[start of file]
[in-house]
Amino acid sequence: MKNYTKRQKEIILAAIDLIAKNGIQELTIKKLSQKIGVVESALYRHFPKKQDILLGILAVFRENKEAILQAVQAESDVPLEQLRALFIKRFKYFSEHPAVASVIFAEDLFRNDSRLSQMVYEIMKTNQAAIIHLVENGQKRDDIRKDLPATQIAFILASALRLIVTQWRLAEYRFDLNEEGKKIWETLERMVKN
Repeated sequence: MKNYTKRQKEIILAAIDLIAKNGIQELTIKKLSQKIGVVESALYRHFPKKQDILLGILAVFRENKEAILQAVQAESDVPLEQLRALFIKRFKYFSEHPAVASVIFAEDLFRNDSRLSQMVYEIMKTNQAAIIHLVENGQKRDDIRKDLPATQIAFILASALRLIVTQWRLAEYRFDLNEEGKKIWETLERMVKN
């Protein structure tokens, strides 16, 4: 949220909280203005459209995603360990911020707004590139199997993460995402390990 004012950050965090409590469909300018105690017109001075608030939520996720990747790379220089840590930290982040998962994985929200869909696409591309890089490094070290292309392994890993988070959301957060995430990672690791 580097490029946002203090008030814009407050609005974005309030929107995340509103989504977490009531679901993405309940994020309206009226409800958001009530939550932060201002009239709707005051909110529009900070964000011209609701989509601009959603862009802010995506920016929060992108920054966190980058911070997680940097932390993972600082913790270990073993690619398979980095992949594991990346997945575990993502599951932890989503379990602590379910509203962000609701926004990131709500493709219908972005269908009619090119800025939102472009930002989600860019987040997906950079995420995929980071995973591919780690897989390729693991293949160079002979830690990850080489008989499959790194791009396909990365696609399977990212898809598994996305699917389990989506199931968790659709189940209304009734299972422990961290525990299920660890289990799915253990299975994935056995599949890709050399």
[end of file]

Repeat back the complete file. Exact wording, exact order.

[in-house]
Amino acid sequence: MKNYTKRQKEIILAAIDLIAKNGIQELTIKKLSQKIGVVESALYRHFPKKQDILLGILAVFRENKEAILQAVQAESDVPLEQLRALFIKRFKYFSEHPAVASVIFAEDLFRNDSRLSQMVYEIMKTNQAAIIHLVENGQKRDDIRKDLPATQIAFILASALRLIVTQWRLAEYRFDLNEEGKKIWETLERMVKN
Repeated sequence: MKNYTKRQKEIILAAIDLIAKNGIQELTIKKLSQKIGVVESALYRHFPKKQDILLGILAVFRENKEAILQAVQAESDVPLEQLRALFIKRFKYFSEHPAVASVIFAEDLFRNDSRLSQMVYEIMKTNQAAIIHLVENGQKRDDIRKDLPATQIAFILASALRLIVTQWRLAEYRFDLNEEGKKIWETLERMVKN
């Protein structure tokens, strides 16, 4: 949220909280203005459209995603360990911020707004590139199997993460995402390990 004012950050965090409590469909300018105690017109001075608030939520996720990747790379220089840590930290982040998962994985929200869909696409591309890089490094070290292309392994890993988070959301957060995430990672690791 580097490029946002203090008030814009407050609005974005309030929107995340509103989504977490009531679901993405309940994020309206009226409800958001009530939550932060201002009239709707005051909110529009900070964000011209609701989509601009959603862009802010995506920016929060992108920054966190980058911070997680940097932390993972600082913790270990073993690619398979980095992949594991990346997945575990993502599951932890989503379990602590379910509203962000609701926004990131709500493709219908972005269908009619090119800025939102472009930002989600860019987040997906950079995420995929980071995973591919780690897989390729693991293949160079002979830690990850080489008989499959790194791009396909990365696609399977990212898809598994996305699917389990989506199931968790659709189940209304009734299972422990961290525990299920660890289990799915253990299975994935056995599949890709050399």